Dixon's problems began in spring 2003, when Booker began to make rude and sexually explicit statements to her, many times in the presence of her immediate supervisors. The first incident involved Booker making an inappropriate comment to Dixon about her nipples in front of Sergeant Russo. Dixon walked away and declined to complain to her superiors because Sergeant Russo had heard the comment and did not do anything. Booker was not disciplined for this incident.

On another occasion, Booker made a comment about how large Dixon's backside was in front of Sergeant Collins and the sergeant simply chuckled. Dixon became upset but ignored the comment and walked away. Weeks later, Dixon rebuffed Booker when he placed his hands on her shoulders and asked her out on a date. Sergeants Russo and Collins were both present for this exchange and simply laughed. In May 2003, in the presence of Sergeants Russo, Collins and other co-workers, Booker put his arms around Dixon and stated, "I want to take you. I want to get with you." Dixon explained she was particularly disgusted by this incident because it was witnessed by several of her co-workers. Dixon took Booker aside and told him she was tired of his behavior and threatened to have a friend come and "kick his ass" if he did not stop. Booker walked away and stopped speaking to her from that point forward.

Dixon also overheard and witnessed Booker's inappropriate comments and behavior toward other female employees. Booker would talk about women's body parts, refer to women as "thick" and talk about how he was going to "hit that," in reference to sex. Other corrections employees, including Sergeants Collins and Russo, were present for many of these comments. On another occasion, in front of Sergeant Russo, Booker waved a condom in the air and stated to Dixon, "[t]his is like American Express. I never leave home without it." Sergeant Russo merely shook his head and walked away. On another occasion in May 2003, Dixon witnessed Booker walk up behind Ricketts and stroke her back until Ricketts pushed him away. Sergeant Russo also witnessed the incident and did nothing.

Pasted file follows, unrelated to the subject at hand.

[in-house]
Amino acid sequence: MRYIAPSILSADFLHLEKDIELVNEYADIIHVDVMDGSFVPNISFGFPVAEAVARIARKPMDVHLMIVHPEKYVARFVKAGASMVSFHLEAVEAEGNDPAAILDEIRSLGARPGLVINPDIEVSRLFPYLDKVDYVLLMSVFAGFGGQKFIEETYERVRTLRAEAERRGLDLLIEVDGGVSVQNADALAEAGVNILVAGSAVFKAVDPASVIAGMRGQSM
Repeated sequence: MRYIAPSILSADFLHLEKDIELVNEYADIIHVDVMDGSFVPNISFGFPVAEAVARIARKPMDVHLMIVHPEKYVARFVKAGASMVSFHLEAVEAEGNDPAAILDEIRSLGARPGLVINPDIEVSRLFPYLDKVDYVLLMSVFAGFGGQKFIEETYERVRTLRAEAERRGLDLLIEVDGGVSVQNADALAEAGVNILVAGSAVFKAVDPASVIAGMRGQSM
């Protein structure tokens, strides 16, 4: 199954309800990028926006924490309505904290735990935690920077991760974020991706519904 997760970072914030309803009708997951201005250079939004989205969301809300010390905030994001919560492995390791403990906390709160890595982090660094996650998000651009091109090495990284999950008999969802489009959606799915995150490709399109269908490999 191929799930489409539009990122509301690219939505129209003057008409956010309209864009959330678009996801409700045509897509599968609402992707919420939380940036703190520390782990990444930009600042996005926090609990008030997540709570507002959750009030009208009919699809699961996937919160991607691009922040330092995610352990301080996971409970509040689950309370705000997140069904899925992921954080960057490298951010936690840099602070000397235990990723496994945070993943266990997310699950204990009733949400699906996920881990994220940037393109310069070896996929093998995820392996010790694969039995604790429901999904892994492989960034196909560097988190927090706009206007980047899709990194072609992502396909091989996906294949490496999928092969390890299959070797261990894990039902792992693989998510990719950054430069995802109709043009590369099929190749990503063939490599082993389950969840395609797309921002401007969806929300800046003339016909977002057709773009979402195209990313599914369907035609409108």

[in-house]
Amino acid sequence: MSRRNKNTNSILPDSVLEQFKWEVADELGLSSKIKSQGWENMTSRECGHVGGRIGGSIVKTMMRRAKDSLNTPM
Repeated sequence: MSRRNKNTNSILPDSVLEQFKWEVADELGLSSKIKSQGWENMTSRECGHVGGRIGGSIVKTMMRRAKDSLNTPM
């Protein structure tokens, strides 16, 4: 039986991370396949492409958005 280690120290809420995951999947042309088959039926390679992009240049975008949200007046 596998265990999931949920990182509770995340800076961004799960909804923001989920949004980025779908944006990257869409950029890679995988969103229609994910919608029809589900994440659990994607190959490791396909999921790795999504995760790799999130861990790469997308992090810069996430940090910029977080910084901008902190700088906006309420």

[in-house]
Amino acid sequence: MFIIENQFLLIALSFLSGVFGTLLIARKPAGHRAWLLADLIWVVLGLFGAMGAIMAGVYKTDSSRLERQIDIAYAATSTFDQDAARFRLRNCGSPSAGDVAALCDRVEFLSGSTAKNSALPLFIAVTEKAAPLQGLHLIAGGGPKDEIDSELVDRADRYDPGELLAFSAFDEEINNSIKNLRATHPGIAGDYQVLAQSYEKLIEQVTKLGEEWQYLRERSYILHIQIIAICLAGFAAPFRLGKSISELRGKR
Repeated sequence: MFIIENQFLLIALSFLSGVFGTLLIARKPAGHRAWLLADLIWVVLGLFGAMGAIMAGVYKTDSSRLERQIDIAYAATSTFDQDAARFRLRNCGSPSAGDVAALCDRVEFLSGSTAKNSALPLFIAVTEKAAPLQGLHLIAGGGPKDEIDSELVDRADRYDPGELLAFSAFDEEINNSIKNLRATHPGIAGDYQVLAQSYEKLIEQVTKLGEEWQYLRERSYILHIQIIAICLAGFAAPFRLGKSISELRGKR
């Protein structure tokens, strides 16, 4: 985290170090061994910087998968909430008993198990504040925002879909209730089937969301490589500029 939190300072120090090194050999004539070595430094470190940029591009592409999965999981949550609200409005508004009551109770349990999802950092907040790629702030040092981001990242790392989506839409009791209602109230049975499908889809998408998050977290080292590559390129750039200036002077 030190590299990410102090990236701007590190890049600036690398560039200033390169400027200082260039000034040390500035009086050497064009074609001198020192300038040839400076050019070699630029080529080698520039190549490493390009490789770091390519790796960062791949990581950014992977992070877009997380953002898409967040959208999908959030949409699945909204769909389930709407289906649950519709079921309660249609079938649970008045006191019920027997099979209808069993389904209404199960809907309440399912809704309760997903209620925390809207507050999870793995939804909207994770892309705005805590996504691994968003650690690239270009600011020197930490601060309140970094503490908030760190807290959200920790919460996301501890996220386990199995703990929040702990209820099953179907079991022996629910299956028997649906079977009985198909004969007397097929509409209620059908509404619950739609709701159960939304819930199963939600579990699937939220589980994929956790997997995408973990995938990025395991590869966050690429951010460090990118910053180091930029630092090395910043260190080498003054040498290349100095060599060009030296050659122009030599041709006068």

Dixon testified that she viewed her employment at the DOC as a career, not just a job. Even before the alleged traumatic event took place, she began waiting in her car until just before her shift started to avoid contact with Booker. Dixon explained that she declined to file a complaint for any of the above-described incidents because her supervisors "were in the midst of it. They were right there with them laughing about it. They heard it." To Dixon's knowledge, Booker was never disciplined for his inappropriate behavior.

The incident that led most directly to Dixon's disability occurred on September 24, 2003. She learned from a kitchen supervisor, Andrew Dorfman, that Booker told him to spread a rumor that Dorfman had caught Dixon having sex with an inmate in the kitchen. Dorfman was also instructed to say that the inmate threatened to harm him if he reported the incident. Dorfman acknowledged this was a lie.

Dixon attempted to go about her day but was extremely upset. She learned from Dorfman that Internal Affairs was investigating whether the sexual encounter took place. Dixon testified that aside from the fact rumors spread quickly within the facility, there is an unofficial website for corrections officers where people post gossip about occurrences in the facilities. Corrections officers from all over the state commonly view the website. The false rumor was detailed on this website, using Dixon's real name as well as the name of the facility.